“Monument of [Hill] 203”, Port Arthur, Manchuria, c. 1910.

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“Monument of [Hill] 203”, Port Arthur, Manchuria, c. 1910.

Can we say it was easy to climb 203 Hill?
Was it not difficult because men sought their honor?
The mountain has changed its shape, covered by iron and blood.
We all now equally look up in awe at the mountain where your souls lie.

– General Nogi Maresuke
from his kanshi poem “Mountain Where Your Souls Lie” (1905)

See also:
Count (General) Nogi Maresuke.
The Funeral of Commander Hirose, Tokyo, 1904.

“The siege of Port Arthur (August 1, 1904–January 2, 1905) was the longest and most violent land battle of the Russo-Japanese War.

“The siege of Port Arthur saw the introduction of much technology used in subsequent wars of the 20th century (particularly in World War I) including massive 28 cm Howitzers capable of hurling 217-kilogram (478-pound) shells over 8 kilometers (5.0 miles), as well as Maxim machine guns, barbed wire entanglements, electric fences, searchlights, tactical radio signalling (and, in response, the first military use of radio jamming), and hand grenades. One other innovation of the campaign was the centralization of the Japanese fire control, with the artillery batteries connected to the field headquarters by miles of telephone lines.

“The highest elevation within Port Arthur, designated ‘203-Meter Hill’, overlooked the harbor … It was initially unfortified; however, after the start of the war the Russians realized its critical importance and built a strong defensive position. In addition to natural ramparts with steep sides, Hill 203 was protected by a massive redoubt and two earth-covered keeps reinforced by steel rails and timber, and was completely surrounded by electrified barbed wire entanglements.

“… Battles for the hill continued throughout October into November, with some very heavy hand-to-hand combat for control of the summit changing hands several times. Finally, after almost four months of fighting, at 10:30 a.m. on December 5 the Japanese managed to overrun 203 Meter Hill. The Russians launched two counter-attacks to retake the hill, both of which failed, and by the evening, 203 Meter Hill was securely under Japanese control.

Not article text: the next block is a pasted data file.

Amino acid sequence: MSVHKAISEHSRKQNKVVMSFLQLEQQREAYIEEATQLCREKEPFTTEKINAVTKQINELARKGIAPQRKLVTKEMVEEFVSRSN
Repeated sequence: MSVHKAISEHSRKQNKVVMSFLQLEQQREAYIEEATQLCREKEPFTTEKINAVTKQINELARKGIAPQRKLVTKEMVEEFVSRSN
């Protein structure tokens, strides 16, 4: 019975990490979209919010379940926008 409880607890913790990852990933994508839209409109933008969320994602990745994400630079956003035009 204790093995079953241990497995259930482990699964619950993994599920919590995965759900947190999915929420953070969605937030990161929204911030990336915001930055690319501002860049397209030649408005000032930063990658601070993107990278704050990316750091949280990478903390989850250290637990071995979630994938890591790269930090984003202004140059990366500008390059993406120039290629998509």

“Now, with a spotter on a telephone line at the vantage point on 203 Meter Hill overlooking Port Arthur harbor, Nogi could now bombard the Russian fleet with Howitzers firing armor-piercing shells, beginning to systematically sink the Russian ships within range. Five battleships and two cruisers of the Russian Pacifc Fleet were sunk in this fashion.

Map: 1940 Port Arthur & Manchuria. The monument atop Hill 203, and its site relative to Port Arthur harbor, can be seen circled (in orange) at the far lower-left.

“Stung by the fact that the Russian Pacific Fleet had been sunk by the Imperial Japanese Army and not by the Imperial Japanese Navy, and with a direct order from Tokyo that the sole-remaining Russian battleship, Sevastopol, was not to be allowed to escape, Admiral Togo sent in wave after wave of destroyers in six separate attacks. After 3 weeks, the Sevastopol was still afloat, having survived 124 torpedoes fired at her while Togo lost two destroyers with damage to six other IJN vessels.

“For Japan, the cost of capturing this landmark was great, with over 8,000 dead and wounded in the final assault alone, including most of the IJA 7th Division. For Nogi, the cost of capturing 203 Meter Hill was made even more poignant when he received word that his last surviving son had been killed in action during the final assault on the hill.”


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2 thoughts below on ““Monument of [Hill] 203”, Port Arthur, Manchuria, c. 1910.

  1. Pingback: “The peace envoys of Japan and Russia at Portsmouth (N.H.) Navy Yard”, 1905. | Old TokyoOld Tokyo

  2. Pingback: “General Head-Quarters of the Manchurian Armies in Mukden”, 1906. | Old TokyoOld Tokyo

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